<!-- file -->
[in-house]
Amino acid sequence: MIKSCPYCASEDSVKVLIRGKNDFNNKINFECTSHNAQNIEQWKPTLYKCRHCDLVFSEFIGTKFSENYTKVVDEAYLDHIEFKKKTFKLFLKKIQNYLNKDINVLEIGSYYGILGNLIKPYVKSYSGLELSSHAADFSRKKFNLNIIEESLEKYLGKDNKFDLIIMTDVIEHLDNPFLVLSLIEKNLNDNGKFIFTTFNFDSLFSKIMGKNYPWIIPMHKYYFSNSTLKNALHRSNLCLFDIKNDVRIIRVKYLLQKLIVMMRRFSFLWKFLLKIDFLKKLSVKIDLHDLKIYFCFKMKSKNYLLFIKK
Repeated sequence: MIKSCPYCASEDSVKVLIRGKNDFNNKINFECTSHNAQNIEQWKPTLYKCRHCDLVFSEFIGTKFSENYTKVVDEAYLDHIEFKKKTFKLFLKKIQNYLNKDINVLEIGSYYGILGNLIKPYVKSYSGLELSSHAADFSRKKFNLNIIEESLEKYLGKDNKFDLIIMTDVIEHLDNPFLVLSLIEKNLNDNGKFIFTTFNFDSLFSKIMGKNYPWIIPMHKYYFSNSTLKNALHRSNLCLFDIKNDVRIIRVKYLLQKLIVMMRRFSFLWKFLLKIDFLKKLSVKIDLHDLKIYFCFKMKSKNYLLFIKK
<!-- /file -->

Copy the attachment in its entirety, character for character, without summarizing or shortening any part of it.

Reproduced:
[in-house]
Amino acid sequence: MIKSCPYCASEDSVKVLIRGKNDFNNKINFECTSHNAQNIEQWKPTLYKCRHCDLVFSEFIGTKFSENYTKVVDEAYLDHIEFKKKTFKLFLKKIQNYLNKDINVLEIGSYYGILGNLIKPYVKSYSGLELSSHAADFSRKKFNLNIIEESLEKYLGKDNKFDLIIMTDVIEHLDNPFLVLSLIEKNLNDNGKFIFTTFNFDSLFSKIMGKNYPWIIPMHKYYFSNSTLKNALHRSNLCLFDIKNDVRIIRVKYLLQKLIVMMRRFSFLWKFLLKIDFLKKLSVKIDLHDLKIYFCFKMKSKNYLLFIKK
Repeated sequence: MIKSCPYCASEDSVKVLIRGKNDFNNKINFECTSHNAQNIEQWKPTLYKCRHCDLVFSEFIGTKFSENYTKVVDEAYLDHIEFKKKTFKLFLKKIQNYLNKDINVLEIGSYYGILGNLIKPYVKSYSGLELSSHAADFSRKKFNLNIIEESLEKYLGKDNKFDLIIMTDVIEHLDNPFLVLSLIEKNLNDNGKFIFTTFNFDSLFSKIMGKNYPWIIPMHKYYFSNSTLKNALHRSNLCLFDIKNDVRIIRVKYLLQKLIVMMRRFSFLWKFLLKIDFLKKLSVKIDLHDLKIYFCFKMKSKNYLLFIKK